The Hundred-Year House is great fun. Consider a novel that ends with a prologue.
We start in 1999 when two young couples, because of financial circumstances and family ties, move into and share a coach house on their parent's (and in-law's) estate.
Then, to 1955, where we discover the young marriage of Grace, the mother/mother-in-law from 1999.
1929, next, when Grace is a four year old child and the estate was an artists's colony.
And finally, the brief prologue with a glimpse at Grace's grandmother and the beginnings of the home.
Some reviews of this book may suggest ghosts and hauntings, and it is true that Grace's grandmother, Violet, is witness to all of these generations and friends and families over the years from her vantage point of a fantastic portrait on the wall. But the scraps of haunting are minimal and flitting. Certainly, do not expect horror or clearly defined ghosts from this one.
This story is more about the house itself, and the people attached to it in some way, either against their will or by emotional ties. I realized, while finishing the book, that while each character tends to have a one-sided positive or negative experience with the home, on the whole, the history of the home balances out.
It is a bit darker than the cover might suggest, though not terribly. The progression of the story is a bit like a murder mystery, one that's set in a remote house somewhere, but there is not a murder, per se (well, not intentionally, anyway). I did have a few talk-outloud-to-the-book moments of, "Oh, I'll bet I know who that person is!" or "No, no, no, don't do that..."
There's some romance throughout the book, some moments I felt more keenly than others. There's a couple of scenes, particularly in 1929, where there wasn't much room given for development of a couple of budding romances/lusts but in that short time, Makkai created a stronger sense of attraction and emotional attachment than I've seen other authors not be able to pull off in an entire book.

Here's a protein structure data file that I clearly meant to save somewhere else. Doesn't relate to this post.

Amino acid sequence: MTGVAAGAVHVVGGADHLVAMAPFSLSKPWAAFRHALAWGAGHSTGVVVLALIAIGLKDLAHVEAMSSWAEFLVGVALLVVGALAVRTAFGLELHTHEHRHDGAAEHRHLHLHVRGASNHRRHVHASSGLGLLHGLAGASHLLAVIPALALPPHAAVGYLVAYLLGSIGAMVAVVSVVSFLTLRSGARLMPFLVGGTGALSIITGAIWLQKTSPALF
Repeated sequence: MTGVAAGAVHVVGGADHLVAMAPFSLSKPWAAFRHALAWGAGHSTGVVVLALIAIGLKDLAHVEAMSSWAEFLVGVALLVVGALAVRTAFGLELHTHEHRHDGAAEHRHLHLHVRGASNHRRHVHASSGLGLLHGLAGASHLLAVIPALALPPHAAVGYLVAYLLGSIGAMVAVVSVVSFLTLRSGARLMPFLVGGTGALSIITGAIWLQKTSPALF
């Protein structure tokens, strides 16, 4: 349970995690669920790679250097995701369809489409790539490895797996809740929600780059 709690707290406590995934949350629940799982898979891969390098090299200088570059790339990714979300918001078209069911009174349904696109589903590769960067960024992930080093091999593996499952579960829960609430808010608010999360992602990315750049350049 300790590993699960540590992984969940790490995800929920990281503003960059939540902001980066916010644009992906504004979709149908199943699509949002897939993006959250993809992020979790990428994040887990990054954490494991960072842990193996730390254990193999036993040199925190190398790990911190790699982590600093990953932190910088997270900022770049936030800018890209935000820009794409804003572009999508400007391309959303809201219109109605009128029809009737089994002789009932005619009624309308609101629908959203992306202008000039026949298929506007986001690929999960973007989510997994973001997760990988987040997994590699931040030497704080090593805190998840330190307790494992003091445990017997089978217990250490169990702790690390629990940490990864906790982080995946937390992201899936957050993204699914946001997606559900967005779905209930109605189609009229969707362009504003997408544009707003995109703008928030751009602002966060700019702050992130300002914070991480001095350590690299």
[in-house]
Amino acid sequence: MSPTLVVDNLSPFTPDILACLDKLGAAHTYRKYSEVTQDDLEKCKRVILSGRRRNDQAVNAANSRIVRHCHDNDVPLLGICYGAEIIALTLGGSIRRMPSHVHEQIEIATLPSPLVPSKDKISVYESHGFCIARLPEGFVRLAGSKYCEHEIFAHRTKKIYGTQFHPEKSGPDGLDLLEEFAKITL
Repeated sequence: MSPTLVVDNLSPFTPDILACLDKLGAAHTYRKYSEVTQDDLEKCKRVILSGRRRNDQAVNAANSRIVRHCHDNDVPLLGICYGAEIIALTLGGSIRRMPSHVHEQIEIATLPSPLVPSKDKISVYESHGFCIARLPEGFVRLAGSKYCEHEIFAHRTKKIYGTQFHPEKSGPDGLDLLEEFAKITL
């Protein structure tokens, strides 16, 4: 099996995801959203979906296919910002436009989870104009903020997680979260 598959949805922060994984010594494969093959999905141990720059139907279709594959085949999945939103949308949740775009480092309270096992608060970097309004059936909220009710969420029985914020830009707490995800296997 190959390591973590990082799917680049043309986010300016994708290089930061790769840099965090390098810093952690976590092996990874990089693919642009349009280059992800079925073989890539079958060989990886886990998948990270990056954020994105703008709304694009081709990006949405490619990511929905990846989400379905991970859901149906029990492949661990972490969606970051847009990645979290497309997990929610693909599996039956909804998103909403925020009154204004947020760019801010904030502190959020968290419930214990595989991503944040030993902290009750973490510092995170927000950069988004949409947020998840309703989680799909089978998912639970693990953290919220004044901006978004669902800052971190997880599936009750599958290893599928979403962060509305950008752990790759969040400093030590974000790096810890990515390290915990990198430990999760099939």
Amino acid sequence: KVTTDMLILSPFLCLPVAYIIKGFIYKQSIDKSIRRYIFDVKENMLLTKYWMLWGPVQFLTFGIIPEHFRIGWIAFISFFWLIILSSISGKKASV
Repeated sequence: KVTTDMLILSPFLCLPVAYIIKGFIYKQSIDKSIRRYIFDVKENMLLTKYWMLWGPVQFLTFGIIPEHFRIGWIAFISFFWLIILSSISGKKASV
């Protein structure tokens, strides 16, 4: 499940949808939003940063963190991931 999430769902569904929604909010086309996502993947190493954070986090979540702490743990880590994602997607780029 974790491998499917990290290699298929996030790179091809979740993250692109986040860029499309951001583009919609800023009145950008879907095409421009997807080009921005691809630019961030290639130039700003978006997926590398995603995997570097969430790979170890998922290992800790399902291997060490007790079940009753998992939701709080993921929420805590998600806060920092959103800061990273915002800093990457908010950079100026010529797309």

Some of the lyricalness of this story:
Still, in October, to dress in flowing black like that, hunched at the waist against the wind, the woman was rather asking to be burned at the stake.
She found five fallen oak leaves outside, early jumpers, stuck together with rain, not brown so much as opally pink, blushing at their early demise. And this is what she wanted to express now: a stack of soft, lovely suicides.
'Let me tell you something, though,' he said, in a voice that wasn't at all asking permission to let it tell you something.
I am one of those readers who tends to like all the loose ends neatly cinched up and presented to me. Although this wasn't the case for this novel, I was okay with that in this situation. Some of those frayed ends can be inferred by some of the given information, some of them feel a bit frustrating that they weren't definitively singed, but I was still okay with it.
I was vaguely aware of Makkai's debut novel, The Borrower, when it came out a couple of years ago and was interested but didn't manage it then. Because I knew I was interested, though, I took Viking up on their 0pportunity to be an early reviewer for this book. I've now added The Borrower to my library holds and will be watching for her future releases, for certain.
The flow of the story, the characters, the house, were all welcoming presences in my life for a few days (I even found myself with my reader propped up while making dinner, which could've been why I managed to mangle a rather simple cake...)